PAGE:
New to investing? I’d invest my first £1,000 in these FTSE shares

It can be intimidating investing for the very first time. Here’s how I’d spend my first £1K on FTSE stocks to build long-term wealth.

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Everyone remembers their first time, right? I know I remember buying my first FTSE stock like it was yesterday!

My arms were sweaty, knees weak, arms were heavy. Luckily, I didn’t get any vomit on my sweater, probably because I’m not a fan of spaghetti.

Jokes aside, let’s face it, it’s much easier to buy stocks these days. Technology in the world has moved on. It’s easy enough to set up a trading account, deposit money, and buy stocks at the touch of my fingertips using a smart device.

Let’s say I was investing for the first time today, and had £1K to spend. I would buy National Grid (LSE: NG.) and Unilever (LSE: ULVR) shares to start with.

Here’s why!

What they do

National Grid is the sole owner and operator of the gas and electricity transmission system in the UK. In simpler terms, it makes sure everyone gets energy to their homes and businesses.

Unilever is one of the largest consumer brands businesses in the world spanning personal care, hygiene, food products, and more. It possesses a huge presence worldwide and has a wealth of experience behind it.

The bear case

It’s worth remembering that all stocks come with risks.

Looking at National Grid, maintaining such a large, extensive, and pivotal piece of infrastructure isn’t easy or cheap. Problems with this type of endeavour could hurt performance levels, which underpin shareholder returns.

Furthermore, the government could intervene and curb the level of dividends and returns the business distributes to its shareholders. This is because it is a regulated business.

For Unilever, the current inflationary pressures that the global economy is battling with is an ongoing risk. This could hurt the business on two fronts. Firstly, rising costs could take a bite out of profit margins. The other issue is that consumers may look for non-branded items from supermarket disruptors or discount retailers, rather than the premium branded items that the giant produces.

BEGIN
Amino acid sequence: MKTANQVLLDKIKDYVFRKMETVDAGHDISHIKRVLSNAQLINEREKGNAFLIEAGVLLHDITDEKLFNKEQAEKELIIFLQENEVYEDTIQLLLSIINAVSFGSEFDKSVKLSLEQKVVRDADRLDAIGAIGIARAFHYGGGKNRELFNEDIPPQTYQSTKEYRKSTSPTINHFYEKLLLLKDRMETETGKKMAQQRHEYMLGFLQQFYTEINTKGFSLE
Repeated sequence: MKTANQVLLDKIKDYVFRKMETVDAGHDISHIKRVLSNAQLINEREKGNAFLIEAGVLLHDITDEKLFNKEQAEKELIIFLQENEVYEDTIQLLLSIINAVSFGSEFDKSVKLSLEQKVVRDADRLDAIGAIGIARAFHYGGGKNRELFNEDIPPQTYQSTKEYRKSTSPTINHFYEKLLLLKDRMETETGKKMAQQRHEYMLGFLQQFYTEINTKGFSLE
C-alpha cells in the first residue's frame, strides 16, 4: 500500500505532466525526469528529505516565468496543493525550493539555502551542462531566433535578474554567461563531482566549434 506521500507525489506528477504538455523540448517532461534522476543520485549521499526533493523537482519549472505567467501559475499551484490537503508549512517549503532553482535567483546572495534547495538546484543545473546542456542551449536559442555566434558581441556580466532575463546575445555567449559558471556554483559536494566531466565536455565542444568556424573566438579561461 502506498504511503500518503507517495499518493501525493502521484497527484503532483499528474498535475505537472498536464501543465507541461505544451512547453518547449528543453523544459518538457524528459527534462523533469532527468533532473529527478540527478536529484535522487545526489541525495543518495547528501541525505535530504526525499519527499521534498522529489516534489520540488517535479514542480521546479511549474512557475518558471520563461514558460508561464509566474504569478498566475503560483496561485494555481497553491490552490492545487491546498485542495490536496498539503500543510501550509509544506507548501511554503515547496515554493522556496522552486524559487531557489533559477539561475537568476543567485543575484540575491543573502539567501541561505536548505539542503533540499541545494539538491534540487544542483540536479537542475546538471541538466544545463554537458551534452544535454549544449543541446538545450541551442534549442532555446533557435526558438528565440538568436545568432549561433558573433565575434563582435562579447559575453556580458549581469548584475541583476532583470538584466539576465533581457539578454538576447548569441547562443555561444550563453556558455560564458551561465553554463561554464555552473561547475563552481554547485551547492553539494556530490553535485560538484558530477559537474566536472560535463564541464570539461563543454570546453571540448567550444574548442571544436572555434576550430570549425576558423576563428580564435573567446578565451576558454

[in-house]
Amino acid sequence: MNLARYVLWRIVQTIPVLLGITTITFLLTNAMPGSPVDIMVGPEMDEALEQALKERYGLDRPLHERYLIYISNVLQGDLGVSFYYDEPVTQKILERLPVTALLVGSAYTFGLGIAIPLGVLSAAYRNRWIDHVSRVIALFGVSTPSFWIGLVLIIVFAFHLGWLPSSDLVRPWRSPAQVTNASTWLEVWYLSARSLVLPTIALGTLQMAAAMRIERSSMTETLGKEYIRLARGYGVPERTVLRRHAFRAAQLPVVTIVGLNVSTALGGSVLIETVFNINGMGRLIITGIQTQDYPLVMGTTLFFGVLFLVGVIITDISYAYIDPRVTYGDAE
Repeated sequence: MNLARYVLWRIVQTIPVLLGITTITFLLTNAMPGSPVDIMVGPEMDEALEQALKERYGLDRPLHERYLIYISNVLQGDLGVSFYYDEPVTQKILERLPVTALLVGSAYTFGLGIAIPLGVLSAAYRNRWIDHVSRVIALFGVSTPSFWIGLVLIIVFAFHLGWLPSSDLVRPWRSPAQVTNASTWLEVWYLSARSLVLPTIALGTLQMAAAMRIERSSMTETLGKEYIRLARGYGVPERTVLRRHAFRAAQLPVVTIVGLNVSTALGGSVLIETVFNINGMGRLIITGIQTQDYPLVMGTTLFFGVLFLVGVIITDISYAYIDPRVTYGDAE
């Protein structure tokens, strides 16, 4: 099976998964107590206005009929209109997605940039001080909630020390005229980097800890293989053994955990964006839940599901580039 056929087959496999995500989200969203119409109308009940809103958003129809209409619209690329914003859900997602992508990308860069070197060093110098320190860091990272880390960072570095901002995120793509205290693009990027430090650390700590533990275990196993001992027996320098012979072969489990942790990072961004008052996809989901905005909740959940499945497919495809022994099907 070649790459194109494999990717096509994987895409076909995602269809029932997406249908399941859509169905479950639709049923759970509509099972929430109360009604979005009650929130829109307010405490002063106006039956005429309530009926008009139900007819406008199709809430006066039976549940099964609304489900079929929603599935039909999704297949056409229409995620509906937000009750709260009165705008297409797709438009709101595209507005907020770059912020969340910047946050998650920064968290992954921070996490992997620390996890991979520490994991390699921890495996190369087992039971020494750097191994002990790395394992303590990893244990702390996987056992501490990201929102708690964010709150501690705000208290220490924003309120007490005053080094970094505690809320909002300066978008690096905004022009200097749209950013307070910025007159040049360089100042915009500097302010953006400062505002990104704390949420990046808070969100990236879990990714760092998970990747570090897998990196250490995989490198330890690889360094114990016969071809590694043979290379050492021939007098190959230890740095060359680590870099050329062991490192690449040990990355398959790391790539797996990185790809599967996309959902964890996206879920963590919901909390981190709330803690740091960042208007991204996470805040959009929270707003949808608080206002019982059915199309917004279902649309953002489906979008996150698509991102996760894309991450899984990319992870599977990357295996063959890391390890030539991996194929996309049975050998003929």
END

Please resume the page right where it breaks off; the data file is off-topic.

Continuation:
The bull case

To the good stuff then — National Grid’s monopoly and defensive traits mean revenues are quite stable. The defensive element comes from the fact that everybody requires energy, no matter the economic outlook.

Looking at some fundamentals, a dividend yield of 5.3% is attractive. Plus, the shares trade on a price-to-earnings (P/E) ratio of just five, making them look good value for money at present.

Moving over to Unilever, it’s hard to ignore the sheer brand power and market dominance the business possesses.

This has helped it become one of the largest businesses of its kind, backed up by a healthy balance sheet and great future prospects. In fact, one of these future prospects includes a change in its modus operandi. The firm is disposing of lesser performing brands. It is also planning to invest more money into better performing ones in its portfolio.

Unilever shares offer a dividend yield of 3.7%. The shares trade on a P/E ratio of 16, which isn’t as low as National Grid. However, the shares traditionally trade much higher than this. It could be a shrewd time to snap up some shares.

Should you invest, the value of your investment may rise or fall and your capital is at risk. Before investing, your individual circumstances should be assessed. Consider taking independent financial advice.

Sumayya Mansoor has no position in any of the shares mentioned. The Motley Fool UK has recommended Unilever Plc. Views expressed on the companies mentioned in this article are those of the writer and therefore may differ from the official recommendations we make in our subscription services such as Share Advisor, Hidden Winners and Pro. Here at The Motley Fool we believe that considering a diverse range of insights makes us better investors.

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